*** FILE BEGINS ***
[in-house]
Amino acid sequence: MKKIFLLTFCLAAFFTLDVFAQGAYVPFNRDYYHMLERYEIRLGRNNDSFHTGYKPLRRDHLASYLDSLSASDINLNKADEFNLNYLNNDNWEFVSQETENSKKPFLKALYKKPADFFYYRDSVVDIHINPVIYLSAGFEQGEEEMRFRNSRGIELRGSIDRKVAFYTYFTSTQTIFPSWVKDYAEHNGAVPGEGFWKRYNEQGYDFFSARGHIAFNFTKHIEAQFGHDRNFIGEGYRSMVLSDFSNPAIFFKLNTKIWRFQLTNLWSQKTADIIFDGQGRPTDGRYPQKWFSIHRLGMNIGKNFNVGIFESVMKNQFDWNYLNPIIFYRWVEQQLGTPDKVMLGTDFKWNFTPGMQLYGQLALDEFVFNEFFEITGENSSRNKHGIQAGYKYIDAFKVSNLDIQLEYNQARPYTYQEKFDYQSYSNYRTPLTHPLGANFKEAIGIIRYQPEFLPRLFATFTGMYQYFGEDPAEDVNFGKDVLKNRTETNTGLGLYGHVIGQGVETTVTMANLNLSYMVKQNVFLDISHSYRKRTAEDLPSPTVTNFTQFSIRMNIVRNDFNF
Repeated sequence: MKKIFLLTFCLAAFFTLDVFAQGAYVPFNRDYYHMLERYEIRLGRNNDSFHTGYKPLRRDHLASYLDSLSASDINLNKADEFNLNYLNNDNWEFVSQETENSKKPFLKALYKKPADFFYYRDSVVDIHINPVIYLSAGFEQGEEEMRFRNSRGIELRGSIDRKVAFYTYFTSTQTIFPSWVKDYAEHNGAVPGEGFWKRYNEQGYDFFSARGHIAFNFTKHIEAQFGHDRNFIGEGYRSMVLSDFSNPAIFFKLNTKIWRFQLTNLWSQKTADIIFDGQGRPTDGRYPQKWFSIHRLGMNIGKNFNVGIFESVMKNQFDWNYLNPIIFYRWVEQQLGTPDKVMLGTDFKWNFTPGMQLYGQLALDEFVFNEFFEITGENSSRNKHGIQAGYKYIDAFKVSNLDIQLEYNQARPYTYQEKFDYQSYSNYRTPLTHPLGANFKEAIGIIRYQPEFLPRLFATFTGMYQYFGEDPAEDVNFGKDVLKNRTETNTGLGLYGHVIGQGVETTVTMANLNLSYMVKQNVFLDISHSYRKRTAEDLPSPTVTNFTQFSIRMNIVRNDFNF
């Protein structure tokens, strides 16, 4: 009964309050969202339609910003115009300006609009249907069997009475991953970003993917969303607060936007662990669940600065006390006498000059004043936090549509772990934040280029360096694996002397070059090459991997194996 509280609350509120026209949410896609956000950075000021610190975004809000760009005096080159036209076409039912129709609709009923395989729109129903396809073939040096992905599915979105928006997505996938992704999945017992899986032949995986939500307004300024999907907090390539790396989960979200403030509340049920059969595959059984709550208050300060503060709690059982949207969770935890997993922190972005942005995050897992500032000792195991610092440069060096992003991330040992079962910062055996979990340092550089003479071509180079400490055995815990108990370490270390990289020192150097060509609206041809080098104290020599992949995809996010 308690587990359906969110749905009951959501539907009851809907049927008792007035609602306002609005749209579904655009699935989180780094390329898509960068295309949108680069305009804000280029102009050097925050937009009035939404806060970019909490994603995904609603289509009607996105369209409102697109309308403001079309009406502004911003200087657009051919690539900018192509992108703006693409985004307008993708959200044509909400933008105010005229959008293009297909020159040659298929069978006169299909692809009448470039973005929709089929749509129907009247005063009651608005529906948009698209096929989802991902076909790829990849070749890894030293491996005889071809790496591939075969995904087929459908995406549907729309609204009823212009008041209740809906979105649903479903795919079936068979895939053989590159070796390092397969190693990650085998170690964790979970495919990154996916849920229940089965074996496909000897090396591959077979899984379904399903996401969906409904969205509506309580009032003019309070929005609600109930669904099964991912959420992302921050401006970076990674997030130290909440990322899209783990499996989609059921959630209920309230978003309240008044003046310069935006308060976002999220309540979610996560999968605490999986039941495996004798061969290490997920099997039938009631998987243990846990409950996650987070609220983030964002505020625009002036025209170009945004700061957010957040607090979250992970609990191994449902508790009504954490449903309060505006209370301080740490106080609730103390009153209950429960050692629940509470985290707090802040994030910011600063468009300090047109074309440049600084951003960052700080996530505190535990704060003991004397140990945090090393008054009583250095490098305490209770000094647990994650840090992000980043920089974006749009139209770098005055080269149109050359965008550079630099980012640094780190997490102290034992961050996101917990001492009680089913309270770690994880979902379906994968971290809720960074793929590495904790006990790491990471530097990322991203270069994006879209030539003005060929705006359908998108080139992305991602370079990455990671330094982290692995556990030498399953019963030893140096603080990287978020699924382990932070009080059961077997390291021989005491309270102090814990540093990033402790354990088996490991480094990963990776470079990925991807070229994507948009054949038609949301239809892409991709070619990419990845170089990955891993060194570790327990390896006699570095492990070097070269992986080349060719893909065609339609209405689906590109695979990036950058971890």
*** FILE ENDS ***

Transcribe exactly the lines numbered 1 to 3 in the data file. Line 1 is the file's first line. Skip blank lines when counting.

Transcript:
[in-house]
Amino acid sequence: MKKIFLLTFCLAAFFTLDVFAQGAYVPFNRDYYHMLERYEIRLGRNNDSFHTGYKPLRRDHLASYLDSLSASDINLNKADEFNLNYLNNDNWEFVSQETENSKKPFLKALYKKPADFFYYRDSVVDIHINPVIYLSAGFEQGEEEMRFRNSRGIELRGSIDRKVAFYTYFTSTQTIFPSWVKDYAEHNGAVPGEGFWKRYNEQGYDFFSARGHIAFNFTKHIEAQFGHDRNFIGEGYRSMVLSDFSNPAIFFKLNTKIWRFQLTNLWSQKTADIIFDGQGRPTDGRYPQKWFSIHRLGMNIGKNFNVGIFESVMKNQFDWNYLNPIIFYRWVEQQLGTPDKVMLGTDFKWNFTPGMQLYGQLALDEFVFNEFFEITGENSSRNKHGIQAGYKYIDAFKVSNLDIQLEYNQARPYTYQEKFDYQSYSNYRTPLTHPLGANFKEAIGIIRYQPEFLPRLFATFTGMYQYFGEDPAEDVNFGKDVLKNRTETNTGLGLYGHVIGQGVETTVTMANLNLSYMVKQNVFLDISHSYRKRTAEDLPSPTVTNFTQFSIRMNIVRNDFNF
Repeated sequence: MKKIFLLTFCLAAFFTLDVFAQGAYVPFNRDYYHMLERYEIRLGRNNDSFHTGYKPLRRDHLASYLDSLSASDINLNKADEFNLNYLNNDNWEFVSQETENSKKPFLKALYKKPADFFYYRDSVVDIHINPVIYLSAGFEQGEEEMRFRNSRGIELRGSIDRKVAFYTYFTSTQTIFPSWVKDYAEHNGAVPGEGFWKRYNEQGYDFFSARGHIAFNFTKHIEAQFGHDRNFIGEGYRSMVLSDFSNPAIFFKLNTKIWRFQLTNLWSQKTADIIFDGQGRPTDGRYPQKWFSIHRLGMNIGKNFNVGIFESVMKNQFDWNYLNPIIFYRWVEQQLGTPDKVMLGTDFKWNFTPGMQLYGQLALDEFVFNEFFEITGENSSRNKHGIQAGYKYIDAFKVSNLDIQLEYNQARPYTYQEKFDYQSYSNYRTPLTHPLGANFKEAIGIIRYQPEFLPRLFATFTGMYQYFGEDPAEDVNFGKDVLKNRTETNTGLGLYGHVIGQGVETTVTMANLNLSYMVKQNVFLDISHSYRKRTAEDLPSPTVTNFTQFSIRMNIVRNDFNF